What is Recitative?
Explore the Deadly World of Opera and find out more about recitative.Read more
Opera is hard…opera is strange…opera sounds funny, it’s not for me…or is it?
If you love a good story, and let’s face it who doesn’t, then opera is almost certainly for you.
After all, opera is just another form of storytelling. Opera is deadly, because it uses a combination of music and acting to tell timeless stories, so not only can the words guide our feelings, but the music too plays a key role in telling us if the story is happy or sad, scary or funny, complex or simple. Operas tell stories about everything from princesses to paupers, mad men to ordinary everyday people like you and me. They can be set in palaces, hotels, mythical lands, nightclubs…even airports! Anything you can imagine an opera can be.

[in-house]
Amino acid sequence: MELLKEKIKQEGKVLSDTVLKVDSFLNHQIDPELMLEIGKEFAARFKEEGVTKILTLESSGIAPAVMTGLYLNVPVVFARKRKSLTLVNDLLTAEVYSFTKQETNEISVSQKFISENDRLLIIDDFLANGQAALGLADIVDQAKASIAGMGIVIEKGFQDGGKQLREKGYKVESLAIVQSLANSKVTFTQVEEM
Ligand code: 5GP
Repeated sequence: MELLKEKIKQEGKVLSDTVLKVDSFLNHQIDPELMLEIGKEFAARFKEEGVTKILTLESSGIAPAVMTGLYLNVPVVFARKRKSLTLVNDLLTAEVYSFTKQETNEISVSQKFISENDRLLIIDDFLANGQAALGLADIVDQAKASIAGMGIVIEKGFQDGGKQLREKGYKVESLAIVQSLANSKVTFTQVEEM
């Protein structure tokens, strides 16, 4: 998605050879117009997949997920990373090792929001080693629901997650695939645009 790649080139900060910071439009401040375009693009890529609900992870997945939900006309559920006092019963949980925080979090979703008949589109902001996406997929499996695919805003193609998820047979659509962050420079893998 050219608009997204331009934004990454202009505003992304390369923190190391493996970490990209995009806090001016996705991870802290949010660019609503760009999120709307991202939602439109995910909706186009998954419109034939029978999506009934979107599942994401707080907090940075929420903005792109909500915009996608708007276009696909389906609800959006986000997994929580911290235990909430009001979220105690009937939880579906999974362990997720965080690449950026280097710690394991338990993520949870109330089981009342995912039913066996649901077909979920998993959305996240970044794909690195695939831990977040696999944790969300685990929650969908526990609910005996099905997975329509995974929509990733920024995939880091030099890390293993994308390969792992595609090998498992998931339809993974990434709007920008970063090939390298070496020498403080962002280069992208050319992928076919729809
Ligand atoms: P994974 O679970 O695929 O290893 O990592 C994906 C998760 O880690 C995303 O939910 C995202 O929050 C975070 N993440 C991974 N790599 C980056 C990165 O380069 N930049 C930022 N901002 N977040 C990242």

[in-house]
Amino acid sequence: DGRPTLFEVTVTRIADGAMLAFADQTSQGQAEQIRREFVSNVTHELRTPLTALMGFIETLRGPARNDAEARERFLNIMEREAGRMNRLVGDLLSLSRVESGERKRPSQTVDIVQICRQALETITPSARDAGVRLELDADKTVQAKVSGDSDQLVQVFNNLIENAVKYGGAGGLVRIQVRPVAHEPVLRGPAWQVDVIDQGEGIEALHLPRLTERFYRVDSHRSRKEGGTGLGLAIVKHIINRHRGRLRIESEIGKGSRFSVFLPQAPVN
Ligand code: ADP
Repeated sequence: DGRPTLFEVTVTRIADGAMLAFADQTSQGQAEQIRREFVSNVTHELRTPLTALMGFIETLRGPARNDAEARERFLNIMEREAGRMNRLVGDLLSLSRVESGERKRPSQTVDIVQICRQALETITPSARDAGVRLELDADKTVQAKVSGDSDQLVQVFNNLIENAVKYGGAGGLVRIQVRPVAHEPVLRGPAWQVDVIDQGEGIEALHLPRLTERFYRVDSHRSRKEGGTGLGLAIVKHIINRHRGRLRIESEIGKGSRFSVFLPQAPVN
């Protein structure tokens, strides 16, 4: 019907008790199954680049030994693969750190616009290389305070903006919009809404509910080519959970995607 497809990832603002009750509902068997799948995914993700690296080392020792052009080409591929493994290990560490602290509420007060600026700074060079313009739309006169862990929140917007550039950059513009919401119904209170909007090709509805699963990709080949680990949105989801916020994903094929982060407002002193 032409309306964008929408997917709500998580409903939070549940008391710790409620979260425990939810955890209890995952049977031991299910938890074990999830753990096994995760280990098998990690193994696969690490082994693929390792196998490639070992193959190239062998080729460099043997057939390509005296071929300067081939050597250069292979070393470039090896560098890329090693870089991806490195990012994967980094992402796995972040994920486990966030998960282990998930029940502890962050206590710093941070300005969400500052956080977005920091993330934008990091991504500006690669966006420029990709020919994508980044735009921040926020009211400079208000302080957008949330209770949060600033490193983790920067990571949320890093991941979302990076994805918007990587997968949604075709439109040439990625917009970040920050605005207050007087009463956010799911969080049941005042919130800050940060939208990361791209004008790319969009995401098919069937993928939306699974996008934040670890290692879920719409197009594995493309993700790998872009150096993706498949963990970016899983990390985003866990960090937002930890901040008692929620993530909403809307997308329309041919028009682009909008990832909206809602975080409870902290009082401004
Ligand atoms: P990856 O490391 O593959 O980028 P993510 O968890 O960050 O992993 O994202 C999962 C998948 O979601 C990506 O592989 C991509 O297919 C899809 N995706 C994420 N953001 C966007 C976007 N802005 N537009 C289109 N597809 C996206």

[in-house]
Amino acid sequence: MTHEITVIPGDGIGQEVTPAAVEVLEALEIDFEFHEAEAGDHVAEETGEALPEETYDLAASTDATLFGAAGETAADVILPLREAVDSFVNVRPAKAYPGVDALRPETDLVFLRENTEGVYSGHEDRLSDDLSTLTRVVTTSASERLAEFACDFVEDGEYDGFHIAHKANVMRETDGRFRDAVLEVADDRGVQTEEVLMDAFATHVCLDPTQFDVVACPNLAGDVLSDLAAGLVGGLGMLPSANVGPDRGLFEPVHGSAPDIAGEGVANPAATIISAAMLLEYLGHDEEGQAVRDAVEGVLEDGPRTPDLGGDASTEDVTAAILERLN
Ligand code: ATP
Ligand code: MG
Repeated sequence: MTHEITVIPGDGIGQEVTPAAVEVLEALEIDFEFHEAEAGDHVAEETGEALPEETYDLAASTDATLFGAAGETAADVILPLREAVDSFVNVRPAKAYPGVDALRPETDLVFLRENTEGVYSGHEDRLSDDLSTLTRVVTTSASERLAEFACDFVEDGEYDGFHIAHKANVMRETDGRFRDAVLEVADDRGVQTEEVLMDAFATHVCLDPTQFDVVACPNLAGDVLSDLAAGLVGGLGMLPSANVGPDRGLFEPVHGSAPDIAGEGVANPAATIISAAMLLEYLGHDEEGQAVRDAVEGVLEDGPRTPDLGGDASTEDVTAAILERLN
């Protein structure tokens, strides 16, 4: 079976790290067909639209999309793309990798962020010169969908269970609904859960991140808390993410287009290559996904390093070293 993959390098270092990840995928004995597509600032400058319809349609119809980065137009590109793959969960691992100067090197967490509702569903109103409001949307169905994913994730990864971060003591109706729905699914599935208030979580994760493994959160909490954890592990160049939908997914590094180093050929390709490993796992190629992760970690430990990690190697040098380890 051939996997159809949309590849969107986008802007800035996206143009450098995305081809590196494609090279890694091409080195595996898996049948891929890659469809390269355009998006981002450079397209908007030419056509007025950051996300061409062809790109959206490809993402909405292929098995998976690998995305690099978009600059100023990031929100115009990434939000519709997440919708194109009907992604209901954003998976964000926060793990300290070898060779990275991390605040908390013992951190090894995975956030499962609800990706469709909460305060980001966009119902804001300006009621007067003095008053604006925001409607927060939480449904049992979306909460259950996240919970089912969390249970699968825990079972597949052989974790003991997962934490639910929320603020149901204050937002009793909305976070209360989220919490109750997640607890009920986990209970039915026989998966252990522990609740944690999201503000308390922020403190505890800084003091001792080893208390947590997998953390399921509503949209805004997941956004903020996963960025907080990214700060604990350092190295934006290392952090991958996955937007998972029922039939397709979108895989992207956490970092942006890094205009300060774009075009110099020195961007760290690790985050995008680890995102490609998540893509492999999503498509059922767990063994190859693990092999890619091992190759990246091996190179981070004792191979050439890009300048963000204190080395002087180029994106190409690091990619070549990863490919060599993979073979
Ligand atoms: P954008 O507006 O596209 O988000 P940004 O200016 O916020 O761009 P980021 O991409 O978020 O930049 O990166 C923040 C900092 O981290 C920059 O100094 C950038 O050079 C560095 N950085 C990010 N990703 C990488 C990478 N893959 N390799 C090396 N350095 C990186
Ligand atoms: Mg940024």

So, let’s get technical and get to the bottom of some of the ways in which opera tells us these great stories. Opera uses music and song instead of spoken word with the story strung together in a series of arias and recitative. Aria? Recitative? If these words seem strange to you read on and learn more about this deadly world we call opera.
An aria is a song sung by one of the characters during an opera. It is used as an opportunity to communicate the emotions that the character is feeling and usually focusses on helping us get to know the character and their place in the story rather than communicating any major plot development.
Have a listen to the text of the aria Ach ich fühl’s, delivered by Rachel Croash in German. How does it make you feel?
Here’s that same aria sung by Golda Schultz at the Metroploitan Opera, New York. Notice how the music brings to life the emotion of the text.
Curious for more? Explore below to learn about recitative.